Don is correct.  The definition of a reversing section is that a train "returns on the same rails it came from".  By that definition, you have no reversing section as long as that is a crossing, not a crossover, slip or double slip.  Change that simple crossing to any of those turnout types, and you've introduced a reversing section, dependent on the setting of the turnout.
Blair


Don Vollrath
 

Your picture by itself is not a reversing loop. But 1) you are just asking for future issues when you have parallel mainline tracks with opposing polarity of the tracks. Any crossings or crossovers further ahead will cause reversing polarity problems 2) there may be a polarity issue at the crossover you show depending on how it is constructed.

DonV


Wil Davis
 

What you show is not a problem depending on whats on the other end.  If it is a standard loop everything is fine.  If they come together at a turnout you have a reversing loop.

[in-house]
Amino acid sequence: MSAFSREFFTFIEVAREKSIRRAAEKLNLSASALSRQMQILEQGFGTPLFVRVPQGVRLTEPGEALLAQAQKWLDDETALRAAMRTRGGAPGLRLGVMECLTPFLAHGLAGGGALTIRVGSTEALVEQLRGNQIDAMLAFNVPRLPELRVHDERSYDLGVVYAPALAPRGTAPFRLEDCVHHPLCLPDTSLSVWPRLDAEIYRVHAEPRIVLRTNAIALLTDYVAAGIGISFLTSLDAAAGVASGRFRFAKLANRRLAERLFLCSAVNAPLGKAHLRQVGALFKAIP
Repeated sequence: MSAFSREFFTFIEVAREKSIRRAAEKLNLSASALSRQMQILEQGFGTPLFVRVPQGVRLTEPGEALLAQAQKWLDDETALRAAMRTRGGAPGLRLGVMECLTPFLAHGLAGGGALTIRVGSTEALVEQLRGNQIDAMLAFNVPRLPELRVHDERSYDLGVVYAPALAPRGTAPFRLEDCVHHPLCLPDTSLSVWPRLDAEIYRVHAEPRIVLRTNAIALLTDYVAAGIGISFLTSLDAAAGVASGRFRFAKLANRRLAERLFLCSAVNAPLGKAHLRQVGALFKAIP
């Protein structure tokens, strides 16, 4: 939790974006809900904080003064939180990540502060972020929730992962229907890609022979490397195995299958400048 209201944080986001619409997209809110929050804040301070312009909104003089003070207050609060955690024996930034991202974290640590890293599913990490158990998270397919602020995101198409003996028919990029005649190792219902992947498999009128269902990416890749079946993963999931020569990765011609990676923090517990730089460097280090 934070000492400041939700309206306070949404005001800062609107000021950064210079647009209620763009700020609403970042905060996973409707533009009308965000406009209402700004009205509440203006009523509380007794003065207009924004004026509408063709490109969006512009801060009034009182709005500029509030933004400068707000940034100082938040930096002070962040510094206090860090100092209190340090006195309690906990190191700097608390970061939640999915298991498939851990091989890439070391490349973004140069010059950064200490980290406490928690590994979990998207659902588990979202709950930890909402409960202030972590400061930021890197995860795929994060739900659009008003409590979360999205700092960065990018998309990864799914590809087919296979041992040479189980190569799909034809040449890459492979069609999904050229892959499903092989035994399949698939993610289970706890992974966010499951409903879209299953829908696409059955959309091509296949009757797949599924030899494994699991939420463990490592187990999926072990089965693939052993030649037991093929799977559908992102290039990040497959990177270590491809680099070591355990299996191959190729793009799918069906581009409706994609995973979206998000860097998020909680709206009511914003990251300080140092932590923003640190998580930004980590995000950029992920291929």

Just my .02,
Wil


jmartin26@...
 

Thank you all. That was my original thought but then I think I read too much and got thoroughly confused. I read another message just before I posted this that seemed to confirm as well but since I could not locate the pictures to go along with the post I decide to ask just to be certain. 

 


Lawrence Varady
 

Don't mean to hijack this topic but I have similar question on AR1 requirements and wiring for this diamond crossover.

https://groups.io/g/w4dccqa/album?id=269711

Thanks


Lawrence Varady
 

Here is some info:
I would like help on determining how to wire AR1'(s) for my layout.
I am using an Atlas 2564 DEAD FROG crossover.
I will not be running any lighted cars or more than a 2 Loco consist thru this crossover.
Crossover track colors indicate Power Districts, BUT all power is from an NCE Power Cab system, no boosters.


Don Weigt
 

Hasn't this been discussed before? I know I've looked at that track plan previously...

You are making this more complicated than needed. But, there is no "right" answer. There are several choices, depending on track lengths, train lengths, how many trains will be on the layout, how many moving at any one time, and how you want to run trains.